But, politics aside, the author points to two very specific factors that he believes are not good for an economy such as India’s, which aspires to be among the world’s top three in the coming decades. The first is the UPA Government’s populist but wasteful schemes, like the Mahatma Gandhi National Rural Employment Guarantee Scheme, and the second is the rise of crony capitalism. The two by themselves may not be the principal contributors, but they are indicators of what is going wrong with the economic thinking of the Government. He reminds us that “welfare schemes (he is referring to the likes of MNREGS) create a perverse incentive for villagers to stay on the farm”. Such measures, he warns, “backfire against economic growth because it involves running up deficits”. He backs this contention with the fact that over the past five years Government spending has grown “at a 20 per cent annual pace, much faster than the economy”. Ruchir explains that, while the Government can get away with such deficit spending when the going is good (although even then such spending is not advisable), it is suicidal to do so when the economy is slowing down. Unfortunately, the basic logic that the author lays down does not seem to have percolated down to the UPA Government.
Crony capitalism is being much talked of today in the country. The author has a simple formula to address the issue: Keep track of the list of billionaires and the billions that they are making, and you get a fair idea of the direction in which the economy is heading to. He remarks, “This information provides a quick bellwether for the balance of growth. If the country is generating too many billionaires relative to the size of its economy, it’s off balance.” And this lack of balance, he adds, can lead to stagnation and the growth of crony capitalism. Is this what we are seeing in India? Going by Ruchir’s hypothesis, we have some reason to worry. In 2000, no Indian figures in the world’s top 100 billionaires; now there are seven. The author says this is more than in all but three countries: The US, Russia and Germany. China has just one and Japan none.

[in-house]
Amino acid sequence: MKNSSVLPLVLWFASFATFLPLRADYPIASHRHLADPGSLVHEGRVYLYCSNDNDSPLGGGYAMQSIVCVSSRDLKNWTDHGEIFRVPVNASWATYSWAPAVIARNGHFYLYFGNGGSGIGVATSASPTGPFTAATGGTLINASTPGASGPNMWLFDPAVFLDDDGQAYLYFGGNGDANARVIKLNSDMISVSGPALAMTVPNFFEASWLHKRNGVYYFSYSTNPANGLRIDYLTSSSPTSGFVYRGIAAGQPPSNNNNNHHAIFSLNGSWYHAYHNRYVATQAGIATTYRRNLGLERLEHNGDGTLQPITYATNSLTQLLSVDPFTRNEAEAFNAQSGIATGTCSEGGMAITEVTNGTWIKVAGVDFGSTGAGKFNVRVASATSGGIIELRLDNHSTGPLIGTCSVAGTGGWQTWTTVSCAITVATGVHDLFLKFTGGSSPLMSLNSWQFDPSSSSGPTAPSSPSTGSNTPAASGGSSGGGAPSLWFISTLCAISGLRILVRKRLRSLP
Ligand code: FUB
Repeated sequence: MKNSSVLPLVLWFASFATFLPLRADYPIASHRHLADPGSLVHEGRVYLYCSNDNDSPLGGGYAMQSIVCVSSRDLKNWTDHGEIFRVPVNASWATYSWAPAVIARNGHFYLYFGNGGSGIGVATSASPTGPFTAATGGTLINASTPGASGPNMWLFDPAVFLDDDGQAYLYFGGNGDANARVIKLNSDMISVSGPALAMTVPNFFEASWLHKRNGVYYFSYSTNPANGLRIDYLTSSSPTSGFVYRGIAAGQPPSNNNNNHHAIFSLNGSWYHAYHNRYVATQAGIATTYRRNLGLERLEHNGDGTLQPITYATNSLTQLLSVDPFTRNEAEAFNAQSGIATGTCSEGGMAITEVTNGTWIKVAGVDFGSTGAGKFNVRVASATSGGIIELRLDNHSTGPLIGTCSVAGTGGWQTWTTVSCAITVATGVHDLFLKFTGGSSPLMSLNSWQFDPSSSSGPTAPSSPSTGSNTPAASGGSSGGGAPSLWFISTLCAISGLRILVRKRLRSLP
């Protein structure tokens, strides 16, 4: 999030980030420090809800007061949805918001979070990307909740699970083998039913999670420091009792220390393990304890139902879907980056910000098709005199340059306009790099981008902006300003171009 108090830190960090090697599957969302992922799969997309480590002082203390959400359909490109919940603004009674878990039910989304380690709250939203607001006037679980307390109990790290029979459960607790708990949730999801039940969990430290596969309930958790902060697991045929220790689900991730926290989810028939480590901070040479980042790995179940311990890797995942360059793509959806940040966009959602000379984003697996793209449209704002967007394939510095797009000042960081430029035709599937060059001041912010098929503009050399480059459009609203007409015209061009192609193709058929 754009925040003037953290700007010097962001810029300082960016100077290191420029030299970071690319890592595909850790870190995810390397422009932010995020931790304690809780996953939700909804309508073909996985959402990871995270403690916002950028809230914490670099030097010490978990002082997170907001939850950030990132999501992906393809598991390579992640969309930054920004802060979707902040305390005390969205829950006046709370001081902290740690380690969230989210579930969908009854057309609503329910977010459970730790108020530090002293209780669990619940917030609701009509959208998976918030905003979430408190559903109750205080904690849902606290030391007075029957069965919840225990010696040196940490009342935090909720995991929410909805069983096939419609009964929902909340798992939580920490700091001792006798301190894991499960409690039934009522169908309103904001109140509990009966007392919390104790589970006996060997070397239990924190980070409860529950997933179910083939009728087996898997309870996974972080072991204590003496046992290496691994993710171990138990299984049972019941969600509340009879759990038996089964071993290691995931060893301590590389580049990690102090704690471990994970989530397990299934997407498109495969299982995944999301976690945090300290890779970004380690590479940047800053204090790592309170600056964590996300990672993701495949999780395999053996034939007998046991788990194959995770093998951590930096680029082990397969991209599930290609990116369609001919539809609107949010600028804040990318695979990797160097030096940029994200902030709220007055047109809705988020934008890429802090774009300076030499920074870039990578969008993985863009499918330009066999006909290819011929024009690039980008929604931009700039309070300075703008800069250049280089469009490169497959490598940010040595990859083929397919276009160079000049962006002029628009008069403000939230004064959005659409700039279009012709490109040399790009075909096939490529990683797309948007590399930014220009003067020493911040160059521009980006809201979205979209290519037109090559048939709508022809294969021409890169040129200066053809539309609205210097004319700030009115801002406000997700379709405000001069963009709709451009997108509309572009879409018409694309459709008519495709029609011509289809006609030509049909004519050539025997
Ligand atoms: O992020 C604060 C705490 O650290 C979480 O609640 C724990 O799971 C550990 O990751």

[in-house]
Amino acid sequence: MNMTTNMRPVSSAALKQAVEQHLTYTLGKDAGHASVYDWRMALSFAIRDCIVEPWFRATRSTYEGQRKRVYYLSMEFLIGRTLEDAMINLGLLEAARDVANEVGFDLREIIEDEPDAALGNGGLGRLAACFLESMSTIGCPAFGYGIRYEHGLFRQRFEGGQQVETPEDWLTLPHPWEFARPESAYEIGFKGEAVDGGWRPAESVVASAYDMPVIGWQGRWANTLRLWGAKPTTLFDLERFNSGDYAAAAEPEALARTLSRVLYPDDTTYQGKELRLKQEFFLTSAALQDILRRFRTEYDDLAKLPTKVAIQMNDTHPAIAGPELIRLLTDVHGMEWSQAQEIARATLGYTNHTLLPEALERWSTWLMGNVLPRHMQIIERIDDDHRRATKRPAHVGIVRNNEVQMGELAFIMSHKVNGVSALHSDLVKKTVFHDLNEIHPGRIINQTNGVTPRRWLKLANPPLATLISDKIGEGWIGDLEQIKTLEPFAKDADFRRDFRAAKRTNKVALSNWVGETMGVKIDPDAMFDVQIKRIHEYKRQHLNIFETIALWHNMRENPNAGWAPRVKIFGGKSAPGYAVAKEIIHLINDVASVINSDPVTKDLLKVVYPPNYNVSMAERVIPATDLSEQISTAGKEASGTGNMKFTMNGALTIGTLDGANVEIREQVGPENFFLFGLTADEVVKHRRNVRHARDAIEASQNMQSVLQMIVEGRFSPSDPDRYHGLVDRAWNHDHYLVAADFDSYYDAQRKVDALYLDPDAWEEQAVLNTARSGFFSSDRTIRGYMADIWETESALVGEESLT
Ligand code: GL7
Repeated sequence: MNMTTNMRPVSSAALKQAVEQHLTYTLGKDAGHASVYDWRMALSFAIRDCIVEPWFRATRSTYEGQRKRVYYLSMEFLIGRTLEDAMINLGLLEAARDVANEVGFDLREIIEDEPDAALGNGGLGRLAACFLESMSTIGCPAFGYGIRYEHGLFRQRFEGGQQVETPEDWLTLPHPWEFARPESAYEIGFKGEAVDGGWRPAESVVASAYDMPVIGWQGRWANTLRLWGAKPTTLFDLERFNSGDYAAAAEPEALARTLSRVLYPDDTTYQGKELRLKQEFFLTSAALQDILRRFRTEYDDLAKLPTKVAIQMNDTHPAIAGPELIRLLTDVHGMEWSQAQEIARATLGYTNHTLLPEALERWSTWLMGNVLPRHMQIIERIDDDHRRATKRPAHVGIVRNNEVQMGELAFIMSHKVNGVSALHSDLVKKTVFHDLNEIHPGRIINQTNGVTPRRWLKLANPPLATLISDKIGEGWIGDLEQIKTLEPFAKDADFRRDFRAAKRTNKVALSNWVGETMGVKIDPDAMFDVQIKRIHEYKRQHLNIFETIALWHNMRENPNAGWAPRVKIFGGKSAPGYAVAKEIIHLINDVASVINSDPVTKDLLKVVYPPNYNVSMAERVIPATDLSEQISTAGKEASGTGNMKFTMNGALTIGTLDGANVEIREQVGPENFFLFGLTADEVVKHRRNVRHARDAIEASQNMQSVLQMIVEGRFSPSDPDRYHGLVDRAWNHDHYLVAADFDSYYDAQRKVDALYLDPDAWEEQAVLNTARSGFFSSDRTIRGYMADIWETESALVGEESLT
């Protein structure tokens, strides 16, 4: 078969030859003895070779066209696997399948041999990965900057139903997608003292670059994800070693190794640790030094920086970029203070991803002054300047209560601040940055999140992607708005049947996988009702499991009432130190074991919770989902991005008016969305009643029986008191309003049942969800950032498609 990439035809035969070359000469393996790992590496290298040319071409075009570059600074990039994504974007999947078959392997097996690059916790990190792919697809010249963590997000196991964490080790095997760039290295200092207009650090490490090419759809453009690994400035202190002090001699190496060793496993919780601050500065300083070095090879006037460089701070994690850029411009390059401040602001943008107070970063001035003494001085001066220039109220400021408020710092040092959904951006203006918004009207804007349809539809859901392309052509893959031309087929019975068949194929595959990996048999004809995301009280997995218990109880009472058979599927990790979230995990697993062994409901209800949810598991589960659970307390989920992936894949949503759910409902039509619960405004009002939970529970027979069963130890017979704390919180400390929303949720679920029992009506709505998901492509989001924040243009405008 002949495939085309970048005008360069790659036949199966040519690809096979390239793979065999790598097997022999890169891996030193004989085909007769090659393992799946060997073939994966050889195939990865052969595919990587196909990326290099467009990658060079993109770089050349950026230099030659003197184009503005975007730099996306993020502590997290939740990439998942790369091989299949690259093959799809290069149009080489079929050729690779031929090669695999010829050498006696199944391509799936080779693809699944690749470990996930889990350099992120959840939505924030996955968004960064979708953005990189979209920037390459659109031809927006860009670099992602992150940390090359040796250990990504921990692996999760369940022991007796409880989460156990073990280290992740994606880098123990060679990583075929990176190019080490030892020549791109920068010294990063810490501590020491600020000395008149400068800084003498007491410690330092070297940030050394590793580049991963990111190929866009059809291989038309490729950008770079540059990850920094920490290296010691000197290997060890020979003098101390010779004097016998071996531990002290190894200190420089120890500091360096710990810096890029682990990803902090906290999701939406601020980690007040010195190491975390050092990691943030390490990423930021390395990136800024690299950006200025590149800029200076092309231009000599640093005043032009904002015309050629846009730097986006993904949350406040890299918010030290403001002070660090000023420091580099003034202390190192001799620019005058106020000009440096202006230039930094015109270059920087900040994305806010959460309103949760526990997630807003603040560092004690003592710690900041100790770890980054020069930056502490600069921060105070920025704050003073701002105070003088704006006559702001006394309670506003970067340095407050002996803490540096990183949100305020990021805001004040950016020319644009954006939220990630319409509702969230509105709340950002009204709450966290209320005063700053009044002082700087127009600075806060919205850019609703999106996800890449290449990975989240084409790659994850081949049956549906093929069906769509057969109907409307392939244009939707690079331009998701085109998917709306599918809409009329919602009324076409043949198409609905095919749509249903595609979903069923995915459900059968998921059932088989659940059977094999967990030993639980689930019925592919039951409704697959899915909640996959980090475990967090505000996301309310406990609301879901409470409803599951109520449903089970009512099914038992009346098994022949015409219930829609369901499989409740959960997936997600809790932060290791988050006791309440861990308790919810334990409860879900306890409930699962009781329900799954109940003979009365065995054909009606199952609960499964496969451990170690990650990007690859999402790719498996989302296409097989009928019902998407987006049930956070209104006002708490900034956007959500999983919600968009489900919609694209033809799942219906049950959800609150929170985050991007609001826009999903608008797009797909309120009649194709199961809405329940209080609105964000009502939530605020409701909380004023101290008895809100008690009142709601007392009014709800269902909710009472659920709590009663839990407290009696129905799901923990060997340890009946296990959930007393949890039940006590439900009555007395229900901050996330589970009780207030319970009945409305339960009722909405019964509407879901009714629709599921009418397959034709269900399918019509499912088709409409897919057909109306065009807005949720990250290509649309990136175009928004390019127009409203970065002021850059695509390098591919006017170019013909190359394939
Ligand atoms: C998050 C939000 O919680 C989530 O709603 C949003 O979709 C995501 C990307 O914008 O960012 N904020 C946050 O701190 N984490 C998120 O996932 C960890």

But more important than the numbers is the manner in which these people have made their money that will show if crony capitalism has been at work. Like Ruchir says, if all that wealth has come largely from Government patronage rather than “productive new industries”, it points to a disaster for the economy. Moreover, if there is no ‘turnover’ in the list of billionaires, it means competition is slacking and the hold of crony capitalists is growing. Ruchir points out that “nine of the top 10 Indian billionaires on the 2010 Forbes list are holdovers from the 2006 list, while the 2006 list had only five holdovers.” Of course, this can also be interpreted as the success of Indian billionaires to consolidate businesses and stay ahead. Perhaps a deeper study of the phenomenon can unravel more conclusive material, either way. But, cronyism is not limited to capital; it also extends to the country’s politics. Ruchir quotes from a 2010 book by author Patrick French, to point out that “every member of the Lower House of Parliament (Lok Sabha) under 30-year-old was a hereditary MP”. Also, “in the ruling Congress the situation was more extreme: Every Member of Parliament in the Congress under the age of 35 was a hereditary MP”.
After rattling the senses, Ruchir leaves the readers with a prophesy sounding like that of Nostradamus. In his final chapter titled, ‘The Third Coming’, he concludes the following: One, “China’s looming shadow is about to retreat to realistic dimensions”; and, two, “it’s impossible for countries like India and China to break out when expectations exceed the maximum possible growth rates of the relevant income group”. If all of this seems like an obituary of the world’s favourite emerging markets, the author doesn’t intend it to. His book informs, fascinates, shocks and outrages. And, yes, it does also warn without sounding pessimistic.